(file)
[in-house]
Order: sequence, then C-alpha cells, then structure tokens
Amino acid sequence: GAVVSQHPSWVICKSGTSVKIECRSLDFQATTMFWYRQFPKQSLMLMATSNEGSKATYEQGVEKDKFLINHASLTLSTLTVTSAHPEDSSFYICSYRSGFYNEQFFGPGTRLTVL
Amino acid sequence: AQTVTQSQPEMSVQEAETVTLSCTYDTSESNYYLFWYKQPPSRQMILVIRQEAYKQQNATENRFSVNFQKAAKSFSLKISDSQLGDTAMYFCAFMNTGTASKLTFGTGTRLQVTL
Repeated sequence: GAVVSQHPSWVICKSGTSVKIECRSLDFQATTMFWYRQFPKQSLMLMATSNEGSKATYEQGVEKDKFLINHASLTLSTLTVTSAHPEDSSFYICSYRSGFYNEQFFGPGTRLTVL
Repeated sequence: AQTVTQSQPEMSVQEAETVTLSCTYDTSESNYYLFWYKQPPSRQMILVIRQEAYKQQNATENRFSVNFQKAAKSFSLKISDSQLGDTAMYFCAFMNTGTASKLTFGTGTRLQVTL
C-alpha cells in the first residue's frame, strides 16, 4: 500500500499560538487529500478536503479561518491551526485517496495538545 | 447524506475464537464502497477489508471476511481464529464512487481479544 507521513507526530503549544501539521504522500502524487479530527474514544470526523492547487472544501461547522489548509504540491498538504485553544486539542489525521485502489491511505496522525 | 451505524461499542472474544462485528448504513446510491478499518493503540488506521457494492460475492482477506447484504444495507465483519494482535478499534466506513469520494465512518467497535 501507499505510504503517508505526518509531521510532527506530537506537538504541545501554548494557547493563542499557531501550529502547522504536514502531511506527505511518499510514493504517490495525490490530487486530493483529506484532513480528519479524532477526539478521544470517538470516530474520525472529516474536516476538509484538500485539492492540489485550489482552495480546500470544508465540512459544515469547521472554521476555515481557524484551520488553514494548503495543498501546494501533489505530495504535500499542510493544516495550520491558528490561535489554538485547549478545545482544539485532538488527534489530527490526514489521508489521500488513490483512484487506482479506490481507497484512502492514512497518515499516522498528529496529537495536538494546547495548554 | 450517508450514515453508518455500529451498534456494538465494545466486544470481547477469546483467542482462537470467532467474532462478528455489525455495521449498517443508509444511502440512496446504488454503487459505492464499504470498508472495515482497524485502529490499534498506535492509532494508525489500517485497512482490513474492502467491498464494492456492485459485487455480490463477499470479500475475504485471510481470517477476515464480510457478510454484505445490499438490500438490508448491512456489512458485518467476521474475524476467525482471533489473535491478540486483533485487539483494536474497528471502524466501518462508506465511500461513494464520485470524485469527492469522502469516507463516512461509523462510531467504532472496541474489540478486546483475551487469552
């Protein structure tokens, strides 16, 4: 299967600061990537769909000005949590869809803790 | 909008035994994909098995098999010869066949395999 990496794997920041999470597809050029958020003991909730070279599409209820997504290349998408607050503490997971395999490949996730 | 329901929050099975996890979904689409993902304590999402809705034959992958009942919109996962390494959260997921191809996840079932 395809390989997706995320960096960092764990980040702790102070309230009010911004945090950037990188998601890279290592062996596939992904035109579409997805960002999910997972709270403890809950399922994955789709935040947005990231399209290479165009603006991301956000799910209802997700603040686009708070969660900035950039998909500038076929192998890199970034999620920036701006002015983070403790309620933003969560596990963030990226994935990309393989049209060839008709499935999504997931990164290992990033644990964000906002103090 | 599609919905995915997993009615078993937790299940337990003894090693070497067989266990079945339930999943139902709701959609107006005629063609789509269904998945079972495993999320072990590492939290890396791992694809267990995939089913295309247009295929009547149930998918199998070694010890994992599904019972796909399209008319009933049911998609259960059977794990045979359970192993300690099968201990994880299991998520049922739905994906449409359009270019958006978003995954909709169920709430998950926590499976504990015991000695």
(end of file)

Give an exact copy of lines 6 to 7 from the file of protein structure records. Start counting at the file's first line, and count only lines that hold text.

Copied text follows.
Repeated sequence: AQTVTQSQPEMSVQEAETVTLSCTYDTSESNYYLFWYKQPPSRQMILVIRQEAYKQQNATENRFSVNFQKAAKSFSLKISDSQLGDTAMYFCAFMNTGTASKLTFGTGTRLQVTL
C-alpha cells in the first residue's frame, strides 16, 4: 500500500499560538487529500478536503479561518491551526485517496495538545 | 447524506475464537464502497477489508471476511481464529464512487481479544 507521513507526530503549544501539521504522500502524487479530527474514544470526523492547487472544501461547522489548509504540491498538504485553544486539542489525521485502489491511505496522525 | 451505524461499542472474544462485528448504513446510491478499518493503540488506521457494492460475492482477506447484504444495507465483519494482535478499534466506513469520494465512518467497535 501507499505510504503517508505526518509531521510532527506530537506537538504541545501554548494557547493563542499557531501550529502547522504536514502531511506527505511518499510514493504517490495525490490530487486530493483529506484532513480528519479524532477526539478521544470517538470516530474520525472529516474536516476538509484538500485539492492540489485550489482552495480546500470544508465540512459544515469547521472554521476555515481557524484551520488553514494548503495543498501546494501533489505530495504535500499542510493544516495550520491558528490561535489554538485547549478545545482544539485532538488527534489530527490526514489521508489521500488513490483512484487506482479506490481507497484512502492514512497518515499516522498528529496529537495536538494546547495548554 | 450517508450514515453508518455500529451498534456494538465494545466486544470481547477469546483467542482462537470467532467474532462478528455489525455495521449498517443508509444511502440512496446504488454503487459505492464499504470498508472495515482497524485502529490499534498506535492509532494508525489500517485497512482490513474492502467491498464494492456492485459485487455480490463477499470479500475475504485471510481470517477476515464480510457478510454484505445490499438490500438490508448491512456489512458485518467476521474475524476467525482471533489473535491478540486483533485487539483494536474497528471502524466501518462508506465511500461513494464520485470524485469527492469522502469516507463516512461509523462510531467504532472496541474489540478486546483475551487469552